Check the attached video. There is a significant shift in brightness while zooming in or out the camera, which basically makes the close-up views nearly unusable. Is there a way to lock the brightness to a constant amount not related to the distance to the objects, so that it will remain the same even when the camera is close to the geometry?
Also, at the end of the video you can see that there are some artifacts on the shading behind close-up geometry, which is very reminiscent of how the screen-space reflections in video games disappear behind other geometry.
The Skylight shadows in Rhino, for some reason are tied to the target distance from the camera.
So what you are seeing here probably is the Space Navigator is automatically adjusting the target, hence this effect.
You can see if if you in the very same view change the target distance without changing the view - you should see the change in the shade intensity/radius as well.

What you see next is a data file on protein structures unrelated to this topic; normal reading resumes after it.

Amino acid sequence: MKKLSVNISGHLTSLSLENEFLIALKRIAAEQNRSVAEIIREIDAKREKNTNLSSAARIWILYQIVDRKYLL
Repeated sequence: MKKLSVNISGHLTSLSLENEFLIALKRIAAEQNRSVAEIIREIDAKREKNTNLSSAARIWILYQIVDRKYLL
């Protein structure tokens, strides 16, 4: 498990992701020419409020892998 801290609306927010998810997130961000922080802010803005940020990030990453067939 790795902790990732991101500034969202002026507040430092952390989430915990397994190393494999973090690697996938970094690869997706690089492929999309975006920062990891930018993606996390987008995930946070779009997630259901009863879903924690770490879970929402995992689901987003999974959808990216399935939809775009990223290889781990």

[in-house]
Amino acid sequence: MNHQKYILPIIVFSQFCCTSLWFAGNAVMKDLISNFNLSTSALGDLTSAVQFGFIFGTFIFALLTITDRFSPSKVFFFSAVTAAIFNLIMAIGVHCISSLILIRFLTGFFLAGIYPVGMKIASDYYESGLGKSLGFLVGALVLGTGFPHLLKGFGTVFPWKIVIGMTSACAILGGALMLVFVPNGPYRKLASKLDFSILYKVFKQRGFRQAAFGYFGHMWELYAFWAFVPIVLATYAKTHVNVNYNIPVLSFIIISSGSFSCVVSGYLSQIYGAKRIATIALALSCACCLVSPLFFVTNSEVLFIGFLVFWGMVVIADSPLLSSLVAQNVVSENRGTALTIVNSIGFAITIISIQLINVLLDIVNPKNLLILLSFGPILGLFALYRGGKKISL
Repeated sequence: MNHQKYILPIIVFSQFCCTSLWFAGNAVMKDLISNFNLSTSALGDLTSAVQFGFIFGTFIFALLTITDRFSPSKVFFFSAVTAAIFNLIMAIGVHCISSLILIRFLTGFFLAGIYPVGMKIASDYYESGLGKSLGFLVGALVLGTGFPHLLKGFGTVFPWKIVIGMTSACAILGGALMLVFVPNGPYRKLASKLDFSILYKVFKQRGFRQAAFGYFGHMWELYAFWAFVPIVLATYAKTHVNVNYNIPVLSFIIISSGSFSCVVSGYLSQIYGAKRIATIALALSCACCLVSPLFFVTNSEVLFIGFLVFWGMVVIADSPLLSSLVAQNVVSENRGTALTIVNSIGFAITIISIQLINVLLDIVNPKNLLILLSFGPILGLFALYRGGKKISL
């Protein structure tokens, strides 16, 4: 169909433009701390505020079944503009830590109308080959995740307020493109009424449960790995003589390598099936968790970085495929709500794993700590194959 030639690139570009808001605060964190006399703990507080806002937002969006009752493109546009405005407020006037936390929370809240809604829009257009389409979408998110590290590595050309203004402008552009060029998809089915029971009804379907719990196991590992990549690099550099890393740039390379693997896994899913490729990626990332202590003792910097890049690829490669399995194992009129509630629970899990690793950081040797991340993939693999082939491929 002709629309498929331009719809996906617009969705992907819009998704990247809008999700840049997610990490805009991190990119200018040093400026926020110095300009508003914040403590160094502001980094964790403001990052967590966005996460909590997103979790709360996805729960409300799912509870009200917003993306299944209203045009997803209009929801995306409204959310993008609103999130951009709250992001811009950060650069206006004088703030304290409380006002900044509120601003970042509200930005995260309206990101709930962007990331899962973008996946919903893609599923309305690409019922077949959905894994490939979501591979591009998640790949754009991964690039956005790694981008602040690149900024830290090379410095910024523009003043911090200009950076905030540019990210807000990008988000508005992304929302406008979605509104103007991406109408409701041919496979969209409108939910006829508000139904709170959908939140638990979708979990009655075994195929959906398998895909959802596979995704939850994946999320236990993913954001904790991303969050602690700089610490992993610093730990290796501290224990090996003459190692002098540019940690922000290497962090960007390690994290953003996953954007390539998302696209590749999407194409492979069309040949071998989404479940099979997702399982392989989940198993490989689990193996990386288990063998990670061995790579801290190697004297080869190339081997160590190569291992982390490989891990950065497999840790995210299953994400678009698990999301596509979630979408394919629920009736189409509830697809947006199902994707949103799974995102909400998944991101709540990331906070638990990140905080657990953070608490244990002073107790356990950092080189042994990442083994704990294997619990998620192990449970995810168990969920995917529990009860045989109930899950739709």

I don’t have any solution to offer and I don’t think there is any, unless you manage to keep the target distance constant, just explaining where this is coming from…
Yeah, the problem seems to be related to how far the object is from the camera, or the center of rotation that adjusts its position automatically. When I go around a model closely and the camera is still moving (even if just by a tiny amount), the brightness remains like what it was from a far distance. However, at the moment I stop moving the camera, the brightness suddenly raises to extreme levels and makes everything nearly indistinguishable.